"The companies claim it would threaten their intellectual property rights, but this isn't patent infringement. Their only reason is to control the data," claimed Shields. "We are trying to work with the EPA to require that in order for a product to be licensed for sale, the company would have to allow research on it. We are talking here about commercialized products and the freedom to do whatever is needed to answer questions that will impact agricultural producers and ag business."

Although ASTA's LaVigne maintains the need for a controlled approach to research, change may be coming. "Although we were surprised by the comments made to the EPA, companies in the industry are looking at agreements and seeing if changes need to be made," said Lavigne. "The seed industry is very supportive of researchers and the Land Grant system and will continue to be."

As the issue stands today, there is no "court of appeals" for a researcher to go to if research permission is denied. For example, while ASTA may have been surprised at the concerns raised, the entomologists had first approached their company counterparts at a regional research meeting about their concerns. They were told restraints would not be eased, thus the appeal to the EPA.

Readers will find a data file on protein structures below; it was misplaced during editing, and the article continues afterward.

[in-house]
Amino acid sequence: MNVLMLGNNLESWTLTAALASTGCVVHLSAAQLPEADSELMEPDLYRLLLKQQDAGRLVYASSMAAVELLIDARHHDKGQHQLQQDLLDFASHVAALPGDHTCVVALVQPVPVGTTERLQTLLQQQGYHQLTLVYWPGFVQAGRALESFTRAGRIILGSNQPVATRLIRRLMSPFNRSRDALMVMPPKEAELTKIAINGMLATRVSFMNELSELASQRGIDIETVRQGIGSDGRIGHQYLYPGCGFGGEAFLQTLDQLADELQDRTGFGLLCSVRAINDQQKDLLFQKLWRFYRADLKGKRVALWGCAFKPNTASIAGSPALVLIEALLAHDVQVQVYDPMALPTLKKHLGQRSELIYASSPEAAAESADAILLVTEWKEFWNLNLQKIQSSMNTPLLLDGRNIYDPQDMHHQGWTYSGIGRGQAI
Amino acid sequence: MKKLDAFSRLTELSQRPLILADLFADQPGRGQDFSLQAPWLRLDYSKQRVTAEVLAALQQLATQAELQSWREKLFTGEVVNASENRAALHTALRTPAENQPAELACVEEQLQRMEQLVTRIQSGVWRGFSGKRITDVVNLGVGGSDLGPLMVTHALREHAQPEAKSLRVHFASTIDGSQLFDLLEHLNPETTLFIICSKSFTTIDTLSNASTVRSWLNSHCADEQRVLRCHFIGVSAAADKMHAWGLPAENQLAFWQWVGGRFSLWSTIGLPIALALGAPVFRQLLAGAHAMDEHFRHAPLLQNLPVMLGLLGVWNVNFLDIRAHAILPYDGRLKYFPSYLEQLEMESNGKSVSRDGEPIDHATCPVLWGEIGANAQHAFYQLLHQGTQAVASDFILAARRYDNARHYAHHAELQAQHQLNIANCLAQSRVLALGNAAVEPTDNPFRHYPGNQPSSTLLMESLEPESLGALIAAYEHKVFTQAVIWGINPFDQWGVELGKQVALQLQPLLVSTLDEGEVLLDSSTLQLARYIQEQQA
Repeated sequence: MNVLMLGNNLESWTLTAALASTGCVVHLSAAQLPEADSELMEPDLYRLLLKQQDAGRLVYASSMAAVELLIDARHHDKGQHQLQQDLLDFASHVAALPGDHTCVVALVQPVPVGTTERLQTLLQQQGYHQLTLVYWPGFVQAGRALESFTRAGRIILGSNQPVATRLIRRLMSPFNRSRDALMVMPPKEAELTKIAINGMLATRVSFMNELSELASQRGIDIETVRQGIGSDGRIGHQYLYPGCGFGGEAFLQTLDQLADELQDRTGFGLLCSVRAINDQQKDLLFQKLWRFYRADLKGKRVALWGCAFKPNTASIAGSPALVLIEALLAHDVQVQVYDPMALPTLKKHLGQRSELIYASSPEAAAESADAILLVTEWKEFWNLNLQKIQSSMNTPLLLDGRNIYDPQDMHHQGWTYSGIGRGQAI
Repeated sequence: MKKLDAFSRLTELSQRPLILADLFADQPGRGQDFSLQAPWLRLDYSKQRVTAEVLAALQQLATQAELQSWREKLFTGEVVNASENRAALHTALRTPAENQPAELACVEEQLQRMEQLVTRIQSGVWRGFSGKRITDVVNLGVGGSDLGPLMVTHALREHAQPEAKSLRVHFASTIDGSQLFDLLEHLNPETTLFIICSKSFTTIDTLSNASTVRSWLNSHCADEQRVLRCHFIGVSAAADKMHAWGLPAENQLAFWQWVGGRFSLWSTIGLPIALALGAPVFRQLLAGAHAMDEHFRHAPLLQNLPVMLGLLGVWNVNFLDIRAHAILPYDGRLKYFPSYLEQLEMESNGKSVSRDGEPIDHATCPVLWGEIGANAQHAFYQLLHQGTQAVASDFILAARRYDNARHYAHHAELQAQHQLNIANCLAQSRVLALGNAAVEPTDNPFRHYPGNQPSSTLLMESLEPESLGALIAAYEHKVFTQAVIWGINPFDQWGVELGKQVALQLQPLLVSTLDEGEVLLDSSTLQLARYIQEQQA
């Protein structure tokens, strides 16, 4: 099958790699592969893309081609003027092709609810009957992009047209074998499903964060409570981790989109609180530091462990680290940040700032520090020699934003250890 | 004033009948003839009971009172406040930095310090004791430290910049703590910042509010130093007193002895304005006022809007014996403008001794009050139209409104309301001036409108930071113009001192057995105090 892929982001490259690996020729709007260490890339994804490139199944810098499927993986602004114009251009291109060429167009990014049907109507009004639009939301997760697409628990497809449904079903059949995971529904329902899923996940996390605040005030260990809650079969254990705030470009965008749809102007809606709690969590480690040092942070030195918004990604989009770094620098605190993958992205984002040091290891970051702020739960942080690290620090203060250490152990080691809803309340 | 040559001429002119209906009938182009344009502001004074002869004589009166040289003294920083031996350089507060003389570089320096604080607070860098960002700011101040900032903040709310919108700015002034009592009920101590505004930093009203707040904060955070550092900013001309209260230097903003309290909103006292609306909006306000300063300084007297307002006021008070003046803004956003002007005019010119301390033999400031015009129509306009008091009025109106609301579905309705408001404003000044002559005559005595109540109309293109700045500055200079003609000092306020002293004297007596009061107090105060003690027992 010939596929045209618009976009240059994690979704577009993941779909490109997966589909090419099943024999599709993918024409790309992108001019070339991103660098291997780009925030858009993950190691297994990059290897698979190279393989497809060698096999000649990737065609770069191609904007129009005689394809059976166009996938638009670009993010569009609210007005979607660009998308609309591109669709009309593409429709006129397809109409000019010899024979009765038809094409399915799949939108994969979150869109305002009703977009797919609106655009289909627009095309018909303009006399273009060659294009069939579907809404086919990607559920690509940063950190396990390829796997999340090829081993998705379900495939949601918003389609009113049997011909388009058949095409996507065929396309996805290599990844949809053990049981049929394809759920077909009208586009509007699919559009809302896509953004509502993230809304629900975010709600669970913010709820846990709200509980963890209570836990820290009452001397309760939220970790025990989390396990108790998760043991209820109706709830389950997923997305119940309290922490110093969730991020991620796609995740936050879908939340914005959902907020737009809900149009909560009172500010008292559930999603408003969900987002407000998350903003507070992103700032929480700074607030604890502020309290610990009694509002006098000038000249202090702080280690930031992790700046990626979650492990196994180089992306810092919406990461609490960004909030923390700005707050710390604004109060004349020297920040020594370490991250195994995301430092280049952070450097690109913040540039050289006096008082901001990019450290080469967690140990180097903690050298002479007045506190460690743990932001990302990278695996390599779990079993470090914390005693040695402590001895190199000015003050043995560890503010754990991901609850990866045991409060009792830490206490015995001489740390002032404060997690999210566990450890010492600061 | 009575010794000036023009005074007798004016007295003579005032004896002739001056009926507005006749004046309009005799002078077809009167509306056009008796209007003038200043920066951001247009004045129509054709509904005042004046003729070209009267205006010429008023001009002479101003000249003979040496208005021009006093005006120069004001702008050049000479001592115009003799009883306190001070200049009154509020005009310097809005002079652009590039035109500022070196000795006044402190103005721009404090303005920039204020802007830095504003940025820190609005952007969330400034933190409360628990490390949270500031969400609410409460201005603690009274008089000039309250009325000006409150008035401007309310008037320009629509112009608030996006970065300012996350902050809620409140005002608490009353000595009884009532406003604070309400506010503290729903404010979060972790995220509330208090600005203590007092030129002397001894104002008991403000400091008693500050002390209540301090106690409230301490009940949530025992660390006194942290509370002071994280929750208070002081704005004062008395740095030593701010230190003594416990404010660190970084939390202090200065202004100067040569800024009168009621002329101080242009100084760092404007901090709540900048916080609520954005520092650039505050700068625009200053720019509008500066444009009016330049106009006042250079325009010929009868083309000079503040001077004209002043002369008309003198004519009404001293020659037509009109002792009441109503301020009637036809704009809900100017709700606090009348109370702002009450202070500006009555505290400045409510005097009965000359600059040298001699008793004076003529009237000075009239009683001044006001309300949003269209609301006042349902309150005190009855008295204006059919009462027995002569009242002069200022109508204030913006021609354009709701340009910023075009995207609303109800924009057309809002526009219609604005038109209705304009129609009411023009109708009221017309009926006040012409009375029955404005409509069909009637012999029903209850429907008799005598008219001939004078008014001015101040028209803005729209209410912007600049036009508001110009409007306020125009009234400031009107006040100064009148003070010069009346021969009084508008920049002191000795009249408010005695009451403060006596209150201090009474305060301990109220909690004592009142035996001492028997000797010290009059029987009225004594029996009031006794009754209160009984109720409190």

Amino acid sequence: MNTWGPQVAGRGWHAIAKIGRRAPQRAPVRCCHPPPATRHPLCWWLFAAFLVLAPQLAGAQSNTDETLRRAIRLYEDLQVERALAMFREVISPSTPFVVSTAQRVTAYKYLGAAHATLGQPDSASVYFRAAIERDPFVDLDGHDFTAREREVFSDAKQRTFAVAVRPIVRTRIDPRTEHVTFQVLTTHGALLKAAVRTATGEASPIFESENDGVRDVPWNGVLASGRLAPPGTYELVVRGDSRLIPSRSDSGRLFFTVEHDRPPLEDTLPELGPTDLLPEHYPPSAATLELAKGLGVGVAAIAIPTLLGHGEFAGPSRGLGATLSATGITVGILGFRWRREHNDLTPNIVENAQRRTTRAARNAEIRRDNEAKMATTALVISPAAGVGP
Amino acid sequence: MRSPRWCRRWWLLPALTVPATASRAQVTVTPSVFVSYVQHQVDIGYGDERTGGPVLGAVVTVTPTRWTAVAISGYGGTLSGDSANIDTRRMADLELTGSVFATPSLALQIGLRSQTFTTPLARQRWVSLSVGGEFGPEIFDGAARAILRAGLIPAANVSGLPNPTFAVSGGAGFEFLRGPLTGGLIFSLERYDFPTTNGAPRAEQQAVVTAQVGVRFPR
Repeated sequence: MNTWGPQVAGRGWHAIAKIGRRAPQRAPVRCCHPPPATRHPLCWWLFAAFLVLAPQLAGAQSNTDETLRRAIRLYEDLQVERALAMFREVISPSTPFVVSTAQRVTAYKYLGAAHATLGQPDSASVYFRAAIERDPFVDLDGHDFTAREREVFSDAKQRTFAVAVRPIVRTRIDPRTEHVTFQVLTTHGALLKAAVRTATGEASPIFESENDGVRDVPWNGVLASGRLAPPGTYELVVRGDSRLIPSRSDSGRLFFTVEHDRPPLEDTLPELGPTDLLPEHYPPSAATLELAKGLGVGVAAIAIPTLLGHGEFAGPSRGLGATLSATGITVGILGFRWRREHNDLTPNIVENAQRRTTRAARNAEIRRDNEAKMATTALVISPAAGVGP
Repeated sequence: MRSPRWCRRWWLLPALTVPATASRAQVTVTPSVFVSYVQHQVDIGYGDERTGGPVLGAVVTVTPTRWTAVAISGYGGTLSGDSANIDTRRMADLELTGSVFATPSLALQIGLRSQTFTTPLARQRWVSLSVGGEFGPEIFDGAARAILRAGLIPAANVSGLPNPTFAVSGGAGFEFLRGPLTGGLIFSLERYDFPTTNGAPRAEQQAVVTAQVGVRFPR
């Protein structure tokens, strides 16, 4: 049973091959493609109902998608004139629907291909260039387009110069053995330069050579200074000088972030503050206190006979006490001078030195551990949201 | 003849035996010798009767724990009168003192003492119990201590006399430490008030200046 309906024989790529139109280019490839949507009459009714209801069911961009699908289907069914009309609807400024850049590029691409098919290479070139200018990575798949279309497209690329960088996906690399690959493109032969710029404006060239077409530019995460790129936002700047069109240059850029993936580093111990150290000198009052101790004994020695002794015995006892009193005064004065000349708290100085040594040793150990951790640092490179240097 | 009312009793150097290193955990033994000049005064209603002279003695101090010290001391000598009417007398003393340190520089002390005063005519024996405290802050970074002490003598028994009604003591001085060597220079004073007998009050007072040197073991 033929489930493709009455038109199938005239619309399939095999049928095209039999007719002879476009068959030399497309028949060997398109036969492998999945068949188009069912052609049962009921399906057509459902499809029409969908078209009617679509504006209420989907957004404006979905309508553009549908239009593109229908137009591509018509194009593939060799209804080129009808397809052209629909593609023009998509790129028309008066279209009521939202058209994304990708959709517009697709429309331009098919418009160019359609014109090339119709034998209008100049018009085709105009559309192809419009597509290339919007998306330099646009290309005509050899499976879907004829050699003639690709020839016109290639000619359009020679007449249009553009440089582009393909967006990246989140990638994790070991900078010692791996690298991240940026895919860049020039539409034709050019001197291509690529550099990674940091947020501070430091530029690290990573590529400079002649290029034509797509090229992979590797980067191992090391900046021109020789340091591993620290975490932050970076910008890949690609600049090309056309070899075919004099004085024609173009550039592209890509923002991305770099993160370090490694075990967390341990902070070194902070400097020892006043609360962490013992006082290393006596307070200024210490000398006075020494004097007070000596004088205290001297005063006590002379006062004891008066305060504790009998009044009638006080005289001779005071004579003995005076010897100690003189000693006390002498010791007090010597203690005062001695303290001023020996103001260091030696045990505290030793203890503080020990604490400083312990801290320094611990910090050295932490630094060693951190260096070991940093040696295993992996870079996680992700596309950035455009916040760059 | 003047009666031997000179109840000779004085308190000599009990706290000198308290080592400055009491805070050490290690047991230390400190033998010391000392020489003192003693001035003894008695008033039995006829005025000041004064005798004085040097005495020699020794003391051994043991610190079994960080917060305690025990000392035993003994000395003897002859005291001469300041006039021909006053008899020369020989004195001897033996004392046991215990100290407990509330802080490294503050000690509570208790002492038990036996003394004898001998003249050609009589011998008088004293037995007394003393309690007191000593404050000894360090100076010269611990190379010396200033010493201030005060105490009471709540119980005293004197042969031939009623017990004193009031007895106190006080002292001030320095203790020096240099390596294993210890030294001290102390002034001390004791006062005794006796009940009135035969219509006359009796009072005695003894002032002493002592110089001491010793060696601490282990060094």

Certainly, there is no reason for a company to agree to research that could harm its marketing position, even if it offers vital agronomic information for growers. Whether Shields and other researchers will be able to freely ask and answer questions in the future remains uncertain. What is clear is that the issue has been raised, the seed companies are responding and the industry as a whole is watching.